Yearning to get back to the basics I got my own cruise organized. The girlfriend and I would do it on my own boat. There would be no complicated, high maintenance systems and we would sail when and where we wanted to. And it worked. I got clear of cars and rent and bills and the rest of the mania that we all participate in when we are home in the states. Life slowed down and quality increased. The world opened up and revealed a thousand great experiences. I was back in the land of showering off the swim step, hiking waterfalls, getting to know the locals and enjoying three stop shopping: bakery, fruit stand, vegetable market.

The cruising community operates a lot like a small town. Cruisers quickly learn to be more independent and resourceful than their city bound brothers and sisters. Finding themselves in more isolated environments, cruisers aren’t afraid to get to know their neighbors. When there is a big project, a vessel aground or a rebuilding of the school house in the village ashore, cruisers lend their time freely and aren’t afraid to get their hands dirty. In the evenings cruisers gather to socialize and get caught up with the events of the day, often for hours. A cruiser can be independent while still having a strong sense of community.

I think our society could learn a lot from cruising and village life. Is there hope for those people commuting their lives away? I like to think so. I see a time when more of our streets will be transformed to green belts traversed by foot traffic, bicycles and silent shuttles. More people will work from home spending the time they save by not commuting on higher quality experiences like getting outside and saying hi to the neighbors, spending quality time with the very important next generation and walking to their local shops where goods were brought in from sources closer to home. For the rest of us it would be a nice place to visit between cruises.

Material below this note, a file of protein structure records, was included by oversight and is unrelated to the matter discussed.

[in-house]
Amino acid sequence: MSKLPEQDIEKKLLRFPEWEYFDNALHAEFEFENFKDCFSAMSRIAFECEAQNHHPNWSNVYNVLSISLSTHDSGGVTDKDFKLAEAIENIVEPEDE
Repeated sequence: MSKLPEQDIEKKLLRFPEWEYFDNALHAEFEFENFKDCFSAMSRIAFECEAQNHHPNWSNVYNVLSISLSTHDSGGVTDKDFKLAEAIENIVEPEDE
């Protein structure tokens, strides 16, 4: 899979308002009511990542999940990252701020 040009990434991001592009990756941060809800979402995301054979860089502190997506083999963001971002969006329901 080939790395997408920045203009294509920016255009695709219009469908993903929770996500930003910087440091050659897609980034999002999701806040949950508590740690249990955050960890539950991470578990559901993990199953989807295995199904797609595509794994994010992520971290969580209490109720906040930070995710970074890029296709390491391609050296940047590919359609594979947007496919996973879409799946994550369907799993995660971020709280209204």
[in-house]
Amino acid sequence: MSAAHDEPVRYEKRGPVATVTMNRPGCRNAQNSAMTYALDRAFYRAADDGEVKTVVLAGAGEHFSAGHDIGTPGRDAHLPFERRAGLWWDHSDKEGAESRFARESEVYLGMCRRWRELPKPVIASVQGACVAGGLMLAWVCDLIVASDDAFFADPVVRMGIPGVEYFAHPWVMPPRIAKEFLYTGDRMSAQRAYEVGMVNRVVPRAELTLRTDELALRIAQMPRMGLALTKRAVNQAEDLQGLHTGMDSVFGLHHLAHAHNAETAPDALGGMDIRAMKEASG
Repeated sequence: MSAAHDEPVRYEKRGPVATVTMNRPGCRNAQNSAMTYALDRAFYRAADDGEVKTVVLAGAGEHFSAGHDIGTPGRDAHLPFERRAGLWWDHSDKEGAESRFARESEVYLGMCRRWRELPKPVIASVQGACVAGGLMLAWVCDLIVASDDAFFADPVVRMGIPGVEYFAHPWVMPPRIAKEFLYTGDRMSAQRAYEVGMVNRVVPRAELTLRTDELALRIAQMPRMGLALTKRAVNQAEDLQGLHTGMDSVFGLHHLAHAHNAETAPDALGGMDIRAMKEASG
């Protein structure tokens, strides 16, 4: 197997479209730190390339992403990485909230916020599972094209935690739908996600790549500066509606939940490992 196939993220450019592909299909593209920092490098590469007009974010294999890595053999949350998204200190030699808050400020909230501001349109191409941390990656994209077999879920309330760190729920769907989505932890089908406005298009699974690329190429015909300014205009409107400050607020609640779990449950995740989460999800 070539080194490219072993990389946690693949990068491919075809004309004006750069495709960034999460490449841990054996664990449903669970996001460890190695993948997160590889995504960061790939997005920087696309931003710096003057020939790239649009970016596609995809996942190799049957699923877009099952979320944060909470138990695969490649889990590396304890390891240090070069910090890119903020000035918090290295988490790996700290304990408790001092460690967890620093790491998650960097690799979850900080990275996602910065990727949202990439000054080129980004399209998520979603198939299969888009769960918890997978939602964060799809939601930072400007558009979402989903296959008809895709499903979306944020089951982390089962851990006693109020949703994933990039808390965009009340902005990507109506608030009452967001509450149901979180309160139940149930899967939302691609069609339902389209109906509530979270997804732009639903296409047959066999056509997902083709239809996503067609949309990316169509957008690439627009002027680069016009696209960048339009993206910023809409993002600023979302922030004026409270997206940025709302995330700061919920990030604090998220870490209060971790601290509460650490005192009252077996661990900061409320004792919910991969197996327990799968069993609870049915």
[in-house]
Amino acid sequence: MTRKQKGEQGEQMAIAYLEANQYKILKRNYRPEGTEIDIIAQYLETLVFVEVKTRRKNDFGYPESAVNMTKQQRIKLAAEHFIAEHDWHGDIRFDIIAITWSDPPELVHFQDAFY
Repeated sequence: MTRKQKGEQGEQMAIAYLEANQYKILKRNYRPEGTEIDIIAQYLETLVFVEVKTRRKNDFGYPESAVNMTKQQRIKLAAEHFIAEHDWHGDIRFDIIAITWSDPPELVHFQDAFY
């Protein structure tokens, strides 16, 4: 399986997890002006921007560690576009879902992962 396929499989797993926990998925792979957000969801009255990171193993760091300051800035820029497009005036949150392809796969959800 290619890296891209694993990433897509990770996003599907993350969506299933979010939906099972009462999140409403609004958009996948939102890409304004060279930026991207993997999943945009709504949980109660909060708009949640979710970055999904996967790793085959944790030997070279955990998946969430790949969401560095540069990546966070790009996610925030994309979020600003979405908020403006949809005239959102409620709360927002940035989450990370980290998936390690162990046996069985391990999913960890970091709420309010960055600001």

Note: I want to thank my seven fans for sticking by me, understanding that in my pursuit of the American dream (for me it was funds to cruise on) I had to cut some corners on the things I would have preferred to have been spending more time on ie: getting out sailing and writing about it. For better or for worse I’m back and penniless but hungry to get out there. Have a cruising leg that you’d like some company on? Look me up, I’m cheap right now.

No Comments Yet.

Leave a Reply

You must be logged in to post a comment.